By Paul Schlienz
Experts in hospitality say diversity and inclusion help your business’ bottom line when you work both into your daily operations.
“Our workforce and our guests are multicultural,” said Gerry Fernandez, president and founder of the Multicultural Foodservice & Hospitality Alliance, a Rhode Island-based organization, that promotes diversity in the hospitality industry by helping operators develop their own diversity outreach.
The industry is as multicultural as it is because it is a relatively easy pathway into the economy with no need for degrees or certifications to get a foot in the door, said Taylor Hoang, executive director of Seattle’s Ethnic Business Coalition and a restaurateur who has received the National Restaurant Association Education Foundation’s Faces of Diversity American Dream Award in 2016.
“The food industry is the low-barrier entry that many cultural groups and immigrants use to establish themselves in the United States,” Hoang said. “It is an industry that is able to open doors for anybody.”
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Fernandez urges operators to expand their hiring practices.
“If you have a very diverse cultural base, but you only hire from one cultural group, you’re missing out on opportunities to better connect and learn how to sell to that customer base,” Fernandez said.
Fernandez said that, above all, it makes business sense.
Fernandez also said having a diverse workforce can prevent companies from getting in trouble by making embarrassing cultural faux pas.
“We have blind spots,” Fernandez said. “We can’t know everything about every cultural group the same way we know our own. You must have diversity of thought, perspective. If you have all that on your team, you’re going to make the best decisions. You’re not going to make obvious mistakes that end up in social media or on the news for some silly thing.”
Fernandez provided insight as to how hospitality owners can incorporate diversity and inclusion into business operations.
“In your outreach, whether it is through advertising, social media, attending job fairs, sponsoring events or donating gift certificates, you should always have an inclusive eye on every place you reach out to customers or employees,” said Fernandez. ” You should be asking yourself, ‘Are we being inclusive? Is this reaching underrepresented groups?'”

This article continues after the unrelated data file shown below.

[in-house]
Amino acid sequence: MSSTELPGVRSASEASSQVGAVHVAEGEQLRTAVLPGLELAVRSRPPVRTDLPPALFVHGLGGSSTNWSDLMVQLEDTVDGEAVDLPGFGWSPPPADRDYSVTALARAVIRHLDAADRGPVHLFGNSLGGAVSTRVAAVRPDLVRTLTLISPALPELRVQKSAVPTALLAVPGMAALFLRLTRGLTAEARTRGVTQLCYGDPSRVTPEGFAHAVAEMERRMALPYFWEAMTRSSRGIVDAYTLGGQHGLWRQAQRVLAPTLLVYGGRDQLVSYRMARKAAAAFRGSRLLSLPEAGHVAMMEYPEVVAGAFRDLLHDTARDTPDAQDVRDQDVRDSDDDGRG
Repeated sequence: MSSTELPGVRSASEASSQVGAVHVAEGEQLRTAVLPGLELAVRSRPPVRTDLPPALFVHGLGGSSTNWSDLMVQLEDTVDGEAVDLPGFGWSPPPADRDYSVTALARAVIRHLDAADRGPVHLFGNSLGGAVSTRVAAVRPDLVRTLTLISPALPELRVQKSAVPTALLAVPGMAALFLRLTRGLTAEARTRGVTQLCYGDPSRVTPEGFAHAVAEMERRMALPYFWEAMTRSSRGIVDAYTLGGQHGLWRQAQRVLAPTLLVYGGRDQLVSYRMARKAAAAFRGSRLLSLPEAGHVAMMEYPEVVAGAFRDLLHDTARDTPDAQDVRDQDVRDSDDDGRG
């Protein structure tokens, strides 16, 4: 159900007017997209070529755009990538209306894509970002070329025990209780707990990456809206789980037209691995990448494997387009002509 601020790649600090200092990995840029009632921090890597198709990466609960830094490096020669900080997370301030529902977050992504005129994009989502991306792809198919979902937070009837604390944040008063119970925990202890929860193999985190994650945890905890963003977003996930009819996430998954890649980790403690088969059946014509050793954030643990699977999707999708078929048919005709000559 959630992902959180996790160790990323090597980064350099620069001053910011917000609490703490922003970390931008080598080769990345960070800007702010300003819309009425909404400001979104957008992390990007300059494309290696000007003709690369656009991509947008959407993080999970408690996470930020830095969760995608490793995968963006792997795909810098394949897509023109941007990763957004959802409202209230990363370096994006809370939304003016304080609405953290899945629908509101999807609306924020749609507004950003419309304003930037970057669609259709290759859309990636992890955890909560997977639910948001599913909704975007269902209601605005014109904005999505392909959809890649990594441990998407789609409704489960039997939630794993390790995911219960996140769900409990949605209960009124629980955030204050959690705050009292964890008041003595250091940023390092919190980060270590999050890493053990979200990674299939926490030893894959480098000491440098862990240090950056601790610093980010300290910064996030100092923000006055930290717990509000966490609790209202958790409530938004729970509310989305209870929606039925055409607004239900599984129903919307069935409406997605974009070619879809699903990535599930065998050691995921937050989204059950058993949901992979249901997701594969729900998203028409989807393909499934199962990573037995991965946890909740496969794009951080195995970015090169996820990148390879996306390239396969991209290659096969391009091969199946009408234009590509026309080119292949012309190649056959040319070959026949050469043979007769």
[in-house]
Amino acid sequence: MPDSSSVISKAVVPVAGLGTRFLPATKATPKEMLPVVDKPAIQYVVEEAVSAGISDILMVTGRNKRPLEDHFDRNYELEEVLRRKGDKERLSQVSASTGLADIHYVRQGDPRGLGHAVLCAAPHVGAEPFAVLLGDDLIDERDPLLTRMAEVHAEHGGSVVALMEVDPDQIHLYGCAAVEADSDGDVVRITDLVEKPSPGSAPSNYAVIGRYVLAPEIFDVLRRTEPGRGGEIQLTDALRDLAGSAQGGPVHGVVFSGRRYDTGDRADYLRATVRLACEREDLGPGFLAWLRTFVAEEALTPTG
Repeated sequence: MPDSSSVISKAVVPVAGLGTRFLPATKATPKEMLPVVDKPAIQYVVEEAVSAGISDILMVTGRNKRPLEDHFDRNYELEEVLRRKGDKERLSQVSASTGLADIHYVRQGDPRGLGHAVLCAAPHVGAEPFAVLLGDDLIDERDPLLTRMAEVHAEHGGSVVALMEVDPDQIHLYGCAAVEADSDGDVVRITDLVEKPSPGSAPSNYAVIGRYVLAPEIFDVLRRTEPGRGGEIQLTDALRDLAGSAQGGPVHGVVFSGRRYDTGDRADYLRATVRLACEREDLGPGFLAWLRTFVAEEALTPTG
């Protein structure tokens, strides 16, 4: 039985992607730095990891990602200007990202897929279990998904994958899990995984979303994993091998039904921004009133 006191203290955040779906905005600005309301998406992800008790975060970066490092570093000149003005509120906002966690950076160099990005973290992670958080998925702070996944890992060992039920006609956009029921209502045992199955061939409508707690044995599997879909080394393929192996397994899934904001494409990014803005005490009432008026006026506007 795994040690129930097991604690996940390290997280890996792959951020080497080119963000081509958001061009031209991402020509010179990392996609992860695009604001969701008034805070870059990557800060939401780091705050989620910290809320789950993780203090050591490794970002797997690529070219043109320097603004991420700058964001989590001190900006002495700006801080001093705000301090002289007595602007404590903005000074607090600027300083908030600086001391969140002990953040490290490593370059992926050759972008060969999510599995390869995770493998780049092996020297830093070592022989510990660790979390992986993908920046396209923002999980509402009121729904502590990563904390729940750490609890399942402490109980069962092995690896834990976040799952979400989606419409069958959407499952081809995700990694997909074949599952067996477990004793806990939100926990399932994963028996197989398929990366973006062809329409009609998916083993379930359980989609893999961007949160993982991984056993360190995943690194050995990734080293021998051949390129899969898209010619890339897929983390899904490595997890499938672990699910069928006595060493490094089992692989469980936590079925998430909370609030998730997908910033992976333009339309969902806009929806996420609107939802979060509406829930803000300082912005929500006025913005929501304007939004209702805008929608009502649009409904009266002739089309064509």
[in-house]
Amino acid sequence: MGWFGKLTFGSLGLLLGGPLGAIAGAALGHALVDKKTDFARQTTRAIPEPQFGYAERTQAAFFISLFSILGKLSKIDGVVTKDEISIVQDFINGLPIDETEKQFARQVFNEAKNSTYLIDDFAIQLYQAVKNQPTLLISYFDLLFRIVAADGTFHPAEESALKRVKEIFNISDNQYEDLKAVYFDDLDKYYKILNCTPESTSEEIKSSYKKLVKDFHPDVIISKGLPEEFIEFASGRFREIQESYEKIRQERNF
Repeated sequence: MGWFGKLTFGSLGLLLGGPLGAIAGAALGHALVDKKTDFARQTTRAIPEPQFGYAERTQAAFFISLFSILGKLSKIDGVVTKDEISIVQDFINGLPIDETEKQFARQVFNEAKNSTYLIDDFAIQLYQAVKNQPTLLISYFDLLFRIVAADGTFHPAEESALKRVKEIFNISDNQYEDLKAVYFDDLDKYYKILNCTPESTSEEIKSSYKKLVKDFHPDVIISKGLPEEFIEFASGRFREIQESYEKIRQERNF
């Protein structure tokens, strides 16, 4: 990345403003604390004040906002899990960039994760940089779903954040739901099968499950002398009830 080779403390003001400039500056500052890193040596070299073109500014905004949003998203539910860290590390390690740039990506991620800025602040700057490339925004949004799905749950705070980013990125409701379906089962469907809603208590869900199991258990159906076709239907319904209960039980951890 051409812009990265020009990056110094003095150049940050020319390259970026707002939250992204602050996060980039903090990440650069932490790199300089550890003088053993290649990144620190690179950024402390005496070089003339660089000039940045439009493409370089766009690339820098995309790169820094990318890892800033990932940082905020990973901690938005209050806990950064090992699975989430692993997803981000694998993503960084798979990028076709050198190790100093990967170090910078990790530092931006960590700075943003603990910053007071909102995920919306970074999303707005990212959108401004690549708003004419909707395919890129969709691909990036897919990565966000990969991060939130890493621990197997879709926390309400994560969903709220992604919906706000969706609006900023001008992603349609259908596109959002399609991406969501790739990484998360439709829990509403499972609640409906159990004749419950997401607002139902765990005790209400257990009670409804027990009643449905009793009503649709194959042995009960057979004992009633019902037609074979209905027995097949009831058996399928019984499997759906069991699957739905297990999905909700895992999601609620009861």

Fernandez said he believes that once operators ask themselves these questions, they will usually find they are doing a good job in some areas of outreach, while other areas will need more work. He also said employers can consult their staff members as they try to make their workplace more diverse.
“Ask the people who work for you where you should be promoting jobs,” Fernandez said. “Ask your employees how you can reach more people from their community. Ask if you’re sending the right message.”
Hoang said she believes the foodservice industry as a whole needs to emphasize and give credit to the many ethnic groups that comprise much of the back-of-the-house employees without whom the industry could not succeed.
“A celebrity chef can’t run his restaurant by himself,” Hoang said. “There are people behind him. Give them the same glorification that we give the celebrity chefs.”
Ultimately, Fernandez said he believes diversity goes hand-in-hand with the core mission of the hospitality industry.
“When you sit down and you have a meal with somebody, we realize we are more alike than we’re unalike,” said Fernandez. “Our restaurants and hotels have to be safe havens where cultural differences can co-exist in a hospitable way. We have to work to see that our businesses are places where you can go and feel comfortable that you’re going to be treated with respect, dignity and humanity. If we don’t do it, and we’re the hospitality industry, who will?”